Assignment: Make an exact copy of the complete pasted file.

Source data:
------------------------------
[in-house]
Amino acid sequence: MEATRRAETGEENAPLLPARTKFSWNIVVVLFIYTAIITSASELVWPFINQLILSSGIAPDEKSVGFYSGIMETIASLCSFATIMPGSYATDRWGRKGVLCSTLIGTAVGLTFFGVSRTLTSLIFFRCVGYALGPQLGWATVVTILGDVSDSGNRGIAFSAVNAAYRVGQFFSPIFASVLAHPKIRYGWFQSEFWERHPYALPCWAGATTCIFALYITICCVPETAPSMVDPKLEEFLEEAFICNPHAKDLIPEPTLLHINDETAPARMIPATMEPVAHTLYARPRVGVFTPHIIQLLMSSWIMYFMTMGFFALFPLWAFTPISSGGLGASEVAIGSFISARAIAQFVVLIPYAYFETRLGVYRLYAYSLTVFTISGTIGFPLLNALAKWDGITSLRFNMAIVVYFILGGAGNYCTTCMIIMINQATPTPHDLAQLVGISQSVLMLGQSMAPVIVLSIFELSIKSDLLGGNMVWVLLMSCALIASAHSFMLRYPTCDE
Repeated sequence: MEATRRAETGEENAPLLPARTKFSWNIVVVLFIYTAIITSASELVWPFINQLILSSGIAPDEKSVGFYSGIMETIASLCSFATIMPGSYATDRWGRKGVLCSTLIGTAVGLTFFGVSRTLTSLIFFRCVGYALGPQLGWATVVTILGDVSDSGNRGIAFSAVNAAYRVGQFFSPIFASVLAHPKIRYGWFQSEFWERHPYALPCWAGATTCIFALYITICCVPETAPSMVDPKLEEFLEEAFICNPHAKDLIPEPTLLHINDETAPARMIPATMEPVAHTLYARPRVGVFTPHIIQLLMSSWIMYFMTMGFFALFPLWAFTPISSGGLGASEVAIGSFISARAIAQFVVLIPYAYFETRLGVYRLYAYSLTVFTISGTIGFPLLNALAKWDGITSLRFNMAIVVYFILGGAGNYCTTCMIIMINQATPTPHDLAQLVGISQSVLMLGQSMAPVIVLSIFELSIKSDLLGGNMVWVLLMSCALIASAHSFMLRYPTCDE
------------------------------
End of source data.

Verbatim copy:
[in-house]
Amino acid sequence: MEATRRAETGEENAPLLPARTKFSWNIVVVLFIYTAIITSASELVWPFINQLILSSGIAPDEKSVGFYSGIMETIASLCSFATIMPGSYATDRWGRKGVLCSTLIGTAVGLTFFGVSRTLTSLIFFRCVGYALGPQLGWATVVTILGDVSDSGNRGIAFSAVNAAYRVGQFFSPIFASVLAHPKIRYGWFQSEFWERHPYALPCWAGATTCIFALYITICCVPETAPSMVDPKLEEFLEEAFICNPHAKDLIPEPTLLHINDETAPARMIPATMEPVAHTLYARPRVGVFTPHIIQLLMSSWIMYFMTMGFFALFPLWAFTPISSGGLGASEVAIGSFISARAIAQFVVLIPYAYFETRLGVYRLYAYSLTVFTISGTIGFPLLNALAKWDGITSLRFNMAIVVYFILGGAGNYCTTCMIIMINQATPTPHDLAQLVGISQSVLMLGQSMAPVIVLSIFELSIKSDLLGGNMVWVLLMSCALIASAHSFMLRYPTCDE
Repeated sequence: MEATRRAETGEENAPLLPARTKFSWNIVVVLFIYTAIITSASELVWPFINQLILSSGIAPDEKSVGFYSGIMETIASLCSFATIMPGSYATDRWGRKGVLCSTLIGTAVGLTFFGVSRTLTSLIFFRCVGYALGPQLGWATVVTILGDVSDSGNRGIAFSAVNAAYRVGQFFSPIFASVLAHPKIRYGWFQSEFWERHPYALPCWAGATTCIFALYITICCVPETAPSMVDPKLEEFLEEAFICNPHAKDLIPEPTLLHINDETAPARMIPATMEPVAHTLYARPRVGVFTPHIIQLLMSSWIMYFMTMGFFALFPLWAFTPISSGGLGASEVAIGSFISARAIAQFVVLIPYAYFETRLGVYRLYAYSLTVFTISGTIGFPLLNALAKWDGITSLRFNMAIVVYFILGGAGNYCTTCMIIMINQATPTPHDLAQLVGISQSVLMLGQSMAPVIVLSIFELSIKSDLLGGNMVWVLLMSCALIASAHSFMLRYPTCDE